Beads and dangles are caught in the feather stitch like snagged debris.

Reclaimed by the Sea 2

The organic shape and natural colours of the feather stitch and the way it was partially hiding the rope strand, made me think of the way sea life grows on and around the waste we dump into it and led to the split stitch caption: reclaimed by the sea…..

Reclaimed by the Sea 3

Back to work tomorrow, but I’m hoping most of the children in my class will have completed the Artists’ Trading Card challenge I set them for half term homework.

I’m gutted that the arts are being slowly but surely squeezed from the primary curriculum in England. For the first time in my teaching career, there is no place for a weekly art lesson.  There literally isn’t. The mornings are completely given over to literacy and maths, and once you’ve allocated time in the afternoons to RE, Science, PE, IT and either Geography or History, there are two lessons left and DT, PSHCE, French, Music and Art are all fighting for those slots. Art and Music, the two subjects I’ve been responsible for all my working life, lose out every time. No, I take that back. The children we teach lose out every time.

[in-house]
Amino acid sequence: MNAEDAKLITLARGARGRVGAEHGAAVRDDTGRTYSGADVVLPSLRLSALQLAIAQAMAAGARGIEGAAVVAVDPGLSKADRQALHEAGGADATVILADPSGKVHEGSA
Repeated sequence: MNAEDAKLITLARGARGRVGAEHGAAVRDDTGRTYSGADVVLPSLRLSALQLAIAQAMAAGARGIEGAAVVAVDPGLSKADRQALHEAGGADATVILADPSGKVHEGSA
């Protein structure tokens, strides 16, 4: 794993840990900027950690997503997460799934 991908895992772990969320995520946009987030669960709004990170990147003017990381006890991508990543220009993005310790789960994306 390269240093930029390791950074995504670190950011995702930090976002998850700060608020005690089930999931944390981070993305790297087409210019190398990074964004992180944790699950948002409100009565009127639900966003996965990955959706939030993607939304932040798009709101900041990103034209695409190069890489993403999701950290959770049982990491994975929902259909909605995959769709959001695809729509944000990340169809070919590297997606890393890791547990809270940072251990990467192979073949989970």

In order to try and claw some time back for creativity, I’ve given each of my 7-9 yr olds an A5 sketchbook as an art journal and we try to spend the first few minutes in the morning around register etc. working in them. They have altered old book pages and stuck them in, layered shapes from the maths equipment, drawn on scribbled backgrounds with rubbers, extended fragments of pictures and torn pieces of paper to make fantastic beasts and landscapes, couched down anything they could get their hands on and zentangled with handwriting pens.